Mid-Year Report: Making New Year’s Resolutions That Actually Work

January of every year brings countless New Year’s resolution tips-and-tricks articles.  The problem is that despite reading all of the helpful tips each January, the vast majority of us fail to stick with our resolutions.  If you’ve gotten off-track, there’s still plenty of time to right the ship and end the year with a great new achievement. 

Franklin Covey, a global leader in effectiveness training and productivity tools, conducted a study of New Year’s resolutions in December 2007.  The study revealed that 35% of respondents break their resolutions before the end of January.  Of the resolution-breakers, nearly 40% reported that they broke their resolutions, because they had too many other things to do, and 33% said that they never really committed to the resolutions that they set.

35% break resolutions before January 31st

With that study and many skeptical friends on my mind, I was more aggressive than ever with my New Year’s resolutions this year. Late last year I found that procrastination was getting the best of me, and the upcoming new year gave me the perfect opportunity to get my priorities in order.  The past six months have taught me some important lessons, both positive and negative about resolutions and goal setting.

1. Focus on Starting

Starting and not finishing is still progress. But you’ll find that once you start, you’ll usually finish.

I learned a valuable tip this year, which has done wonders for beating my ongoing battle with procrastination.  I began to stop focusing on flossing each and every tooth or thinking about all 60 minutes of my workout.  Now, I just think about flossing my back teeth or I think about doing a 12 minute run.  Exercising for 12 minutes isn’t daunting at all.  That gets me started.  The brilliant part is that I’m finding over 90% of the time, once I get started, I end up going all the way.  Flossing my back teeth turns into flossing all of my teeth and my 12 minute run turns into my best 40 minute run of the week.

If you get nothing more from this post, remember #1… It’s that life-changing.

2. Narrow Your List of Resolutions

Having too many resolutions becomes difficult to track.  If you create a list of several resolutions, I recommend narrowing it down to a top-3.  I’m a huge proponent of Jim Collins’ BHAG (Big Hairy Audacious Goal), but I was too aggressive with the number of goals that I set out to achieve.  As a result, I quickly got off-track on close to half of my resolutions.  The bright side is that this is a mid-year report, so I still have 6 months to get back on track.  I’m not giving up yet, but in the future I’ll reduce my list.

3. Honest Progress Reports

A year is a long time, and that’s a good thing.  I’ve failed miserably at a few resolutions that are important to me, but the good news is that I still have plenty of time to get back on track.   Where I got off track with a few of my resolutions and goals, I was very successful with others.  In fact, one of my highest priority goals was to exercise everyday, and I’m at the point now where it’s become habitual, and therefore requires reduced effort to maintain.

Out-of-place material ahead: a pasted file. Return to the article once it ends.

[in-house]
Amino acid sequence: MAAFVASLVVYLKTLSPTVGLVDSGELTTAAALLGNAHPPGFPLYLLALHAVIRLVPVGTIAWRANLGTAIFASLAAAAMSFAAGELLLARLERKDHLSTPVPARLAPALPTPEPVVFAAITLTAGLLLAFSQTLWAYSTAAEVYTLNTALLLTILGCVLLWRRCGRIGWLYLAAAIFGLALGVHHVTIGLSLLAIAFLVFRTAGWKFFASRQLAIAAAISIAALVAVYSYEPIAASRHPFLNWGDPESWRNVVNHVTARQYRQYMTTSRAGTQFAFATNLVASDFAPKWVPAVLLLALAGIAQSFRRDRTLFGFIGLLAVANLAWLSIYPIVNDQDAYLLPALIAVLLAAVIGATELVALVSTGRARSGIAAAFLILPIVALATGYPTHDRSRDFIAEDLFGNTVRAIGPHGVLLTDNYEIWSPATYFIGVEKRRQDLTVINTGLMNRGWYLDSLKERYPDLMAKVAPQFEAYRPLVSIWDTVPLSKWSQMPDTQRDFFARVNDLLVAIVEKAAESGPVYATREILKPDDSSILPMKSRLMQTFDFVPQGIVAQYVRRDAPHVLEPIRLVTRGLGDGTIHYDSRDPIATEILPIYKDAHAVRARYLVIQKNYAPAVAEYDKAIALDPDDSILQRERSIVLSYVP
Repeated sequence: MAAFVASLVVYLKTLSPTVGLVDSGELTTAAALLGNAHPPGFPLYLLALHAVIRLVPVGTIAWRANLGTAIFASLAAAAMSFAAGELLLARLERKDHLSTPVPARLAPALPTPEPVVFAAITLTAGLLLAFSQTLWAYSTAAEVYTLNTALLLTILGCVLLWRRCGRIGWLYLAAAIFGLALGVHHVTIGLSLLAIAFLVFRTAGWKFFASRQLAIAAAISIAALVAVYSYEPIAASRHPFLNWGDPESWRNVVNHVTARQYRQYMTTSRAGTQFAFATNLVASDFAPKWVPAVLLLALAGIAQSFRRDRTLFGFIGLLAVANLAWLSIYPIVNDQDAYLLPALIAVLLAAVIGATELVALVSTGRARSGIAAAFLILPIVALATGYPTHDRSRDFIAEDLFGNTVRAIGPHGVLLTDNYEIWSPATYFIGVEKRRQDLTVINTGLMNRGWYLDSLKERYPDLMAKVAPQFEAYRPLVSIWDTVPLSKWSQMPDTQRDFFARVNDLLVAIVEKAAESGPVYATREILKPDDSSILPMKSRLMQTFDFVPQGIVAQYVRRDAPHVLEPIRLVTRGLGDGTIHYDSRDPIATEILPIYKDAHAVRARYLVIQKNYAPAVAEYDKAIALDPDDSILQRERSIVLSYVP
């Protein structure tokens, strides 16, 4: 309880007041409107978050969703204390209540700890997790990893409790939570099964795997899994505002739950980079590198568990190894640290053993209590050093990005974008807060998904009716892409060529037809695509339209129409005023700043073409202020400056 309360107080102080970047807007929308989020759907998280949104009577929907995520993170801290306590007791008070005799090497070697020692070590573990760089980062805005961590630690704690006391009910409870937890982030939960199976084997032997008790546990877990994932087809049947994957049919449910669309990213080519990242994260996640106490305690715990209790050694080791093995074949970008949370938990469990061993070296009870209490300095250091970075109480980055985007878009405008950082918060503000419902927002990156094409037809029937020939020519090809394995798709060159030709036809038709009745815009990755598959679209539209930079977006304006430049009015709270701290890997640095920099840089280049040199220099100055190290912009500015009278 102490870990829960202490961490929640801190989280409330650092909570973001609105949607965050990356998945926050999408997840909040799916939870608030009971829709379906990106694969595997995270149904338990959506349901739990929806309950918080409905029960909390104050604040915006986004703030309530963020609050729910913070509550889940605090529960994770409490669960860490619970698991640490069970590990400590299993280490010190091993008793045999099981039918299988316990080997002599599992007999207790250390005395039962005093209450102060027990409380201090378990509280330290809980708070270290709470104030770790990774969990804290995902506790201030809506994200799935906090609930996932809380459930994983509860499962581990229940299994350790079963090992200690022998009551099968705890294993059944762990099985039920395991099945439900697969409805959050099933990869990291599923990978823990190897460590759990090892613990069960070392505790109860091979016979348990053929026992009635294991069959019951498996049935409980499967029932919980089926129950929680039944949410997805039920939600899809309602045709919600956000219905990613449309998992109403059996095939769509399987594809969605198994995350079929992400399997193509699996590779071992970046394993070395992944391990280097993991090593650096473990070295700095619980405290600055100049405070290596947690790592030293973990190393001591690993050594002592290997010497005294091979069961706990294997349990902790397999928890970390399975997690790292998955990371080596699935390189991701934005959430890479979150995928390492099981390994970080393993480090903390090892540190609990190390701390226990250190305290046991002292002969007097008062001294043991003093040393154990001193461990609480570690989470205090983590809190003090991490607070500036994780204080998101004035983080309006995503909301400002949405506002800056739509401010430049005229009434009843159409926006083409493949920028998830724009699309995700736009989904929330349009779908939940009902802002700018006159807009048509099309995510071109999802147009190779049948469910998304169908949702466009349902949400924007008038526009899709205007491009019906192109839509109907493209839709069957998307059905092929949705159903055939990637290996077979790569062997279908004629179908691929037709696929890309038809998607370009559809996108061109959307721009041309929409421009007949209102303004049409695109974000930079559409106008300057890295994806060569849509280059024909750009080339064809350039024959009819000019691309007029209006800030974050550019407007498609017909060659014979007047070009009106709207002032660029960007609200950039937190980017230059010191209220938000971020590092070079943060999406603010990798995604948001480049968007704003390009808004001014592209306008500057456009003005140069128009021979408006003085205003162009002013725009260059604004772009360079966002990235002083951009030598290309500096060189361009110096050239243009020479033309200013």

Matt Cutts gave an internet-famous TED talk about 30-Day Challenges, which works on the premise that if you can do something for 30 days straight without missing a day that you can create a habit.  I haven’t been successful in exercising every single day for the past six moths, nor even 30 days straight, but I’m at roughly 90% overall.  And when I miss days, I find that I’m thinking about it and tend to only miss due to unavoidable circumstances (stomach flu, longer than expected travel days, etc.).

4. Distinguish Between Resolutions & Goals- Approach Accordingly

Franklin Covey recommends thinking of resolutions as goals.  I actually prefer to embrace the differences between the two.  I think of resolutions as committing to the process, and goals as the result of the process.

For example, I created a resolution to exercise everyday this year.  The resolution represents my committment to the day-to-day process, which will result in achieving my goal of 1) Improving my flexibility, 2) Doing 20 hanging pullups, and 3) Weighing a lean 225 lbs.  Keep your eye on the big prize, but don’t get ahead of yourself to the point that it feels out of reach.  Remember: One day at a time!

No. 5  is for the 33% who never committed to their resolutions to begin with.  I’m guessing that they either chose the wrong resolution or that they were afraid they would fail and became discouraged.

5. Don’t Be Afraid of Failure

Don’t let fear of failure stop you from committing.  My experience over the past 6 months has taught me that even falling short of a resolution is still a huge net positive. I’ve technically fallen short of my fitness activity everyday resolution, but I’ve worked out more frequently this year than ever in my life, including when I was playing college football.  In the end, just setting and working at the resolution has been a huge step, even if I fall a bit short.

We can all be better at something.  It doesn’t have to be about dieting, quitting something that you love, or anything that leaves you wanting.  Try setting a goal to get even better at something you already excel at and enjoy.  It’s up to you, but remember that you have options, and becoming great at something you like is equally as rewarding as eliminating a bad habit.

This is the first year where I viewed my resolutions as something to look forward to, rather than a big process to take the fun out of my life- and it’s working!

Have you stuck to your New Year’s resolutions?  Do you have any tips?  Do you have any funny fail stories?

Bonus link: Psychology Today- Why New Year’s Resolutions Fail

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